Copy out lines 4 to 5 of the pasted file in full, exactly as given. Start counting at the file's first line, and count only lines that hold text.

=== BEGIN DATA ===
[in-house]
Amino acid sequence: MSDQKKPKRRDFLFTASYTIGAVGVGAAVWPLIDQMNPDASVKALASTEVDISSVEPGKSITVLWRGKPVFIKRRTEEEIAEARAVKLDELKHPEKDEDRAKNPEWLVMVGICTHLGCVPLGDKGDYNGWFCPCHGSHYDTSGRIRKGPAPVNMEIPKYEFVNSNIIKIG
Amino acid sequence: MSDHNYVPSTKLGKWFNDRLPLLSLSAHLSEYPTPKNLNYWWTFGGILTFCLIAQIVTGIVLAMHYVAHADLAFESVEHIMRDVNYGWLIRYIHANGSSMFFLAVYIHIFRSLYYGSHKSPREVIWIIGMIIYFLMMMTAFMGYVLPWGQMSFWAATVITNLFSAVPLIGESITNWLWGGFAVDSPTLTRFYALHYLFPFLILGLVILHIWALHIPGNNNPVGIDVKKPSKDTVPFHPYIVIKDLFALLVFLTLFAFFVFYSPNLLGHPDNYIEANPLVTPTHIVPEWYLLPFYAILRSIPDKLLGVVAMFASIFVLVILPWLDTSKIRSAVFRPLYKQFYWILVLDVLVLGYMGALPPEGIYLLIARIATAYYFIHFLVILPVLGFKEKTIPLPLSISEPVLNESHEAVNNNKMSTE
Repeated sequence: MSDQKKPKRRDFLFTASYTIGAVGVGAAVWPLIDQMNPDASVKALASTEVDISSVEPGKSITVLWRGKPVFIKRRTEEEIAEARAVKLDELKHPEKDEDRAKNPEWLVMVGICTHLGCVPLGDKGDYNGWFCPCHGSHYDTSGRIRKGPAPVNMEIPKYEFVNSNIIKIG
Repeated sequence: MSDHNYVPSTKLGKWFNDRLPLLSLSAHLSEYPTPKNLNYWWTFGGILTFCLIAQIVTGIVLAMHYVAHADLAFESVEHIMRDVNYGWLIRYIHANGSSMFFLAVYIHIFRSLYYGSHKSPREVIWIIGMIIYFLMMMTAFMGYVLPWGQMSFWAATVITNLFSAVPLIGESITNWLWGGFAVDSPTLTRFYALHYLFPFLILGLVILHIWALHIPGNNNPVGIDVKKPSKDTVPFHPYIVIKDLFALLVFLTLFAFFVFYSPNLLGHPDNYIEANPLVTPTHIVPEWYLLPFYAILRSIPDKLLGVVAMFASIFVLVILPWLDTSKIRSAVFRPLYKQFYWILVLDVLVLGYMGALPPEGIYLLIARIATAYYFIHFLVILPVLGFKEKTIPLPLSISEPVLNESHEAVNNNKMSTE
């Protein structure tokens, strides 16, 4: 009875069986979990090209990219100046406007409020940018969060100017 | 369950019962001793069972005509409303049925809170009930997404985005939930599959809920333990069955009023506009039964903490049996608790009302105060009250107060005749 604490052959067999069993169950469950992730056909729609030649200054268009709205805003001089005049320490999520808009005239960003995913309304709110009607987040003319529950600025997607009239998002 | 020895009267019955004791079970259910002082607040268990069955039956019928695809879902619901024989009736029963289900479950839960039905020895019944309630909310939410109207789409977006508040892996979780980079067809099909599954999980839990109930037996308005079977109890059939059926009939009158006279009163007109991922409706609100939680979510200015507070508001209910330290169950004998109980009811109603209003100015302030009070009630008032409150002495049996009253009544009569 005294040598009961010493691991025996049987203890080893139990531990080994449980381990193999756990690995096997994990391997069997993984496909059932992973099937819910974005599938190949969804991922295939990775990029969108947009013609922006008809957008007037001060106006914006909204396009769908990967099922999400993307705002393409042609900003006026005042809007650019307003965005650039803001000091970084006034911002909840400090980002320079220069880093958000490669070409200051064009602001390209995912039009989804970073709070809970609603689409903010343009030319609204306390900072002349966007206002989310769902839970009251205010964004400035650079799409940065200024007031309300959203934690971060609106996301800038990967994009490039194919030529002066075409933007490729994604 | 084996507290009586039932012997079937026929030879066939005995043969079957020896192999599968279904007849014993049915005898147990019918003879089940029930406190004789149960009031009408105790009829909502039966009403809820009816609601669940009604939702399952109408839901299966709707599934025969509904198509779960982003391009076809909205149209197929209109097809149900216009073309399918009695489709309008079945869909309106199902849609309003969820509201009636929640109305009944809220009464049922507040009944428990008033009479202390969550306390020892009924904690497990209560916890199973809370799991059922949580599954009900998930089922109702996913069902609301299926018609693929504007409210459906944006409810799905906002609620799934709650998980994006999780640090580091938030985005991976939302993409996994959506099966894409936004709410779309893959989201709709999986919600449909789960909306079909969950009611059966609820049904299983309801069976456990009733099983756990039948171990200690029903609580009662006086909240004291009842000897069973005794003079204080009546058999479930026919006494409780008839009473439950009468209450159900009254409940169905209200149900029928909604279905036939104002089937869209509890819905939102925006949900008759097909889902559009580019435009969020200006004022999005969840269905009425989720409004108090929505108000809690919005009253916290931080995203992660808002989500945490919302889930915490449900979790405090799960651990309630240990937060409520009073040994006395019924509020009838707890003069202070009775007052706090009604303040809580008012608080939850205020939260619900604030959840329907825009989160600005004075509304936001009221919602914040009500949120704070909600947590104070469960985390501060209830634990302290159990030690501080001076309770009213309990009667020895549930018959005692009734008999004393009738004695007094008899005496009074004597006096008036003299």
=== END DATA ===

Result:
Repeated sequence: MSDQKKPKRRDFLFTASYTIGAVGVGAAVWPLIDQMNPDASVKALASTEVDISSVEPGKSITVLWRGKPVFIKRRTEEEIAEARAVKLDELKHPEKDEDRAKNPEWLVMVGICTHLGCVPLGDKGDYNGWFCPCHGSHYDTSGRIRKGPAPVNMEIPKYEFVNSNIIKIG
Repeated sequence: MSDHNYVPSTKLGKWFNDRLPLLSLSAHLSEYPTPKNLNYWWTFGGILTFCLIAQIVTGIVLAMHYVAHADLAFESVEHIMRDVNYGWLIRYIHANGSSMFFLAVYIHIFRSLYYGSHKSPREVIWIIGMIIYFLMMMTAFMGYVLPWGQMSFWAATVITNLFSAVPLIGESITNWLWGGFAVDSPTLTRFYALHYLFPFLILGLVILHIWALHIPGNNNPVGIDVKKPSKDTVPFHPYIVIKDLFALLVFLTLFAFFVFYSPNLLGHPDNYIEANPLVTPTHIVPEWYLLPFYAILRSIPDKLLGVVAMFASIFVLVILPWLDTSKIRSAVFRPLYKQFYWILVLDVLVLGYMGALPPEGIYLLIARIATAYYFIHFLVILPVLGFKEKTIPLPLSISEPVLNESHEAVNNNKMSTE